16. Angela T

    Angela T Registered User

    Jul 13, 2014
    187
    France
    #16 Angela T, Mar 13, 2015
    Last edited: Mar 13, 2015
    I had the same dilemma with my mother last August. We all knew she should not be driving, so her old-age psychiatrist wrote to the DVLA and my mother received the letter from the DVLA one week later. I think there is a fast track, when a doctor writes in, otherwise it can take weeks/months.

    My mother continued driving - her insurance of course was invalid since the diagnosis of Alzheimer's.

    I ended up "stealing" her car and driving it to the local garage, who bought it from us.

    My mother was furious for a few weeks, saying I was a thief, going down to the garage, calling the police etc... then she forgot all about it.

    For me this was VERY difficult, but I was determined to remove that car. I imagined her injuring/killing a young person, and I knew I would never forgive myself.

    We are the responsible adults, our mothers with AD are not.
     
  17. sinkhole

    sinkhole Registered User

    Jan 28, 2015
    269
    Your mum is going to defend your dad's position regardless of how safe/unsafe he may be so I'm afraid you mustn't let yourself be swayed by her opinion.

    The only things that matter here are making sure your dad stays safe and he doesn't endanger other road users/pedestrians.

    Some decisions and actions we have to take will upset our loved ones, but as long as they are taken for the right reasons, it's justified.
     
  18. Countryboy

    Countryboy Registered User

    Mar 17, 2005
    1,399
    Male
    Cornwall
    I haven’t been active on T.P for a while although I read the threads now and again.
    I been a member of T.P since March 2005 I joined then after reading a thread about dementia and driving any many replies since then especially on driving or DVLA threads , I was diagnosed with Alzheimer’s in November 1999 by a Consultant at Hospital in 2001 after visiting a different Consultant I was told I needed to inform the DVLA of my diagnoses I didn’t see that as a problem at the time and informed the DVLA I was shocked when after 6 months I was told my driving licence was being replaced and they would issue me a licence for a 12 month period obviously I was unhappy with this in 2003 after having a PET (Positron Emission Tomography: a nuclear medicine scanning that involves capturing cross-sectional images of the brain ) I was told there was loss of volume of my frontal lobes , in 2004 after the second brain scan I tried to get my driving license reinstated to a full license, unfortunately the bureaucrats at DVLA weren’t listing to me at all , after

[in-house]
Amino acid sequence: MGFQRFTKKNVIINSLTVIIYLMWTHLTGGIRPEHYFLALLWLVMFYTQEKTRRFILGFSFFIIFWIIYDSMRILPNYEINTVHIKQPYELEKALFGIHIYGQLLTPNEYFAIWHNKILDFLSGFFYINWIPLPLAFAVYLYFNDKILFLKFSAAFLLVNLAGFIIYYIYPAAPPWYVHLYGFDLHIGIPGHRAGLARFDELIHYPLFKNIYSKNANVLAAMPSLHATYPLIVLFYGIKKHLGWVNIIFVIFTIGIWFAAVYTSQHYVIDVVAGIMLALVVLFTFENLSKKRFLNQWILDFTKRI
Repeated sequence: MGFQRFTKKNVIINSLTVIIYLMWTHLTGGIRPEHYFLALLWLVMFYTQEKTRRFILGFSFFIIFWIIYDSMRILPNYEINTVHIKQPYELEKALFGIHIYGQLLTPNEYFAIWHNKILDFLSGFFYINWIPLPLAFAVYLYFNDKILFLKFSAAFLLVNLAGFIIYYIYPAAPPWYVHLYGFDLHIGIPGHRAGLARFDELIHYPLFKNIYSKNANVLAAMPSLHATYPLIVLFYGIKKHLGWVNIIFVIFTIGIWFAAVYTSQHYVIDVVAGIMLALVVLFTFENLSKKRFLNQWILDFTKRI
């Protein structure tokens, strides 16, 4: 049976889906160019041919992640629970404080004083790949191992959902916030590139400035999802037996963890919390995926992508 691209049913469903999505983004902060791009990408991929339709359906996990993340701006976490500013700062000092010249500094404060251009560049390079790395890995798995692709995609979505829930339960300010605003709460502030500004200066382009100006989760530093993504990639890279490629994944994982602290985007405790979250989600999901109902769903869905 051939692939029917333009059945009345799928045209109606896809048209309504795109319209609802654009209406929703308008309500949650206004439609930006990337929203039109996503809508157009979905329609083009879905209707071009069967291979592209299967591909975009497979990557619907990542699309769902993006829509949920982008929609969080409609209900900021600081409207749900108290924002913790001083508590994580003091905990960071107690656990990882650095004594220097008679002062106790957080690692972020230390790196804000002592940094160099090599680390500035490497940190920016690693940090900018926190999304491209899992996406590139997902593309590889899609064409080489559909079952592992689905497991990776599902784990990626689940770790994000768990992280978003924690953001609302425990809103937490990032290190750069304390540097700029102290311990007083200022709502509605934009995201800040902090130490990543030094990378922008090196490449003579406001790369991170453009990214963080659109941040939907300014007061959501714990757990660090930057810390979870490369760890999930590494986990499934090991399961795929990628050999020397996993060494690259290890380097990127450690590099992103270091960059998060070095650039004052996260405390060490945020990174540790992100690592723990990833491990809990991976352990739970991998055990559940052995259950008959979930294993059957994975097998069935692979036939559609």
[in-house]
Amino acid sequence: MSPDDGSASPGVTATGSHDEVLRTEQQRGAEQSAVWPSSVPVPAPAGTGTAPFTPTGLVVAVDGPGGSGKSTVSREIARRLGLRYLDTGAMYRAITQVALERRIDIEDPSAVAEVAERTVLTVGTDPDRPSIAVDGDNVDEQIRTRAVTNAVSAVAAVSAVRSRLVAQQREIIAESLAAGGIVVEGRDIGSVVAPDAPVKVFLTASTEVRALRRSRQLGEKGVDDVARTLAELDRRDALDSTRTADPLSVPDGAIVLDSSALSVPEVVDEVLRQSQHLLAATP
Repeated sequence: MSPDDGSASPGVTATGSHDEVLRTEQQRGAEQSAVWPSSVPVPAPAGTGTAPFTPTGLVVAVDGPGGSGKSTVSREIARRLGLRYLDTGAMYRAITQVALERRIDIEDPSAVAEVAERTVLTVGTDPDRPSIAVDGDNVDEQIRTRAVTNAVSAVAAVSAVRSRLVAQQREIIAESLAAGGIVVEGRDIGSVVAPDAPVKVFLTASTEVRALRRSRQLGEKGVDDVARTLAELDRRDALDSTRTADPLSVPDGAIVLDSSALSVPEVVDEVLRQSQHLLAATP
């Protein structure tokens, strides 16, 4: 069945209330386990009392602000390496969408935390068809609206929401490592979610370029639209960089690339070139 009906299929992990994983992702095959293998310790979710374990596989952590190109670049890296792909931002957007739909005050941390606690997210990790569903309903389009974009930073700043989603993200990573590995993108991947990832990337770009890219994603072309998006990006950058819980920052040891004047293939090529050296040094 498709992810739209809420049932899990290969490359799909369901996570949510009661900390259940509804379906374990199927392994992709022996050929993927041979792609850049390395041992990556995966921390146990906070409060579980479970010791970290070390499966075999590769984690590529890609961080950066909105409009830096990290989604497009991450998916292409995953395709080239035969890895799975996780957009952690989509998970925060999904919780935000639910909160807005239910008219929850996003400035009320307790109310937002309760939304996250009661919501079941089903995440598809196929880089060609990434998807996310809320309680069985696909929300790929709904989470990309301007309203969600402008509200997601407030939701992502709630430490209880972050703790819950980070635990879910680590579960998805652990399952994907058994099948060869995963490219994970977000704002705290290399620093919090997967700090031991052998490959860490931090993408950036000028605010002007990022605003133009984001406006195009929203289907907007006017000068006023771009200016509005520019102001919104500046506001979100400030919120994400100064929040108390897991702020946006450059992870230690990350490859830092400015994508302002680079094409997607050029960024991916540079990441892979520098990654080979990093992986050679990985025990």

being issued with 11 , driving licenses for a 12 month period , I decided to gather evidence with regards to my ability to drive I my , took diving assessments , got letters from G.P’s ,Consultants , Car Hire company I use in Majorca, my insurance agent and friends, and decided to challenge the DLVA decision in Court of Law , The DVLA in 2012 issued me with a Full None Medical Driving License , I didn’t give up , I know there are varying types of Dementia , and I may be more fortunate then some but it shouldn’t be assumed the word Alzheimer’s dementia a person cannot carry on living a very active life with very few problems , regards insurance the only requirement from them is that you have notified the DVLA of your medical condition and the DVLA has issued you a driving License

    finally I am aware not everyone can or has the ability to drive but dementia Shouldn’t mean revoking a person’s licence

    hope this helps a person with dementia concerned about DVLA /driving
    ( to add I'm 72 ) sorry about the grammar or mistakes I have dementia read ok to me
     
  19. RedLou

    RedLou Registered User

    Jul 30, 2014
    1,161
    I think people who are passengers can tell if someone is getting unsafe. My father's best friend refused to be driven by him anymore and all his friends told him he shouldn't be driving. I'd been expressing my concerns to him for some months but it was their combined effort that persuaded him.
    Go with your instincts. & while you're waiting, can you drain the battery? If he caused an accident you would feel terrible.
     
  20. Cath59

    Cath59 Registered User

    Jan 23, 2015
    46
    Tony is right to point out that Dementia doesn't necessarily mean that someone is immediately unfit to drive. It's clear, though, that Gingersoprano is worried that her father is no longer safe on the road. The loss of a driving licence, the way our society is set up, means such a loss of independence that it's not surprising that so many people stick their heads in the sand. My mother lost her licence because of her sight, a good few years before dementia symptoms became obvious and it had a massive affect on her. Having me willing to chauffeur her didn't come close to being able to just decide on a trip there and then. There are plenty of elderly people who shouldn't be driving as various health issues, slower reactions etc become a problem. There are also plenty who, with years of experience can be safer than many younger drivers. I'm quite happy to be driven by my 87 year old aunt. The fact remains that a car driven by an unsafe driver can be lethal to both the driver and anyone unfortunate enough to get in their way. With huge sympathy for whoever may be faced with that loss of independence it has to be the duty of anyone who realises that a relative or friend is no longer safe behind the wheel to find a way to stop them.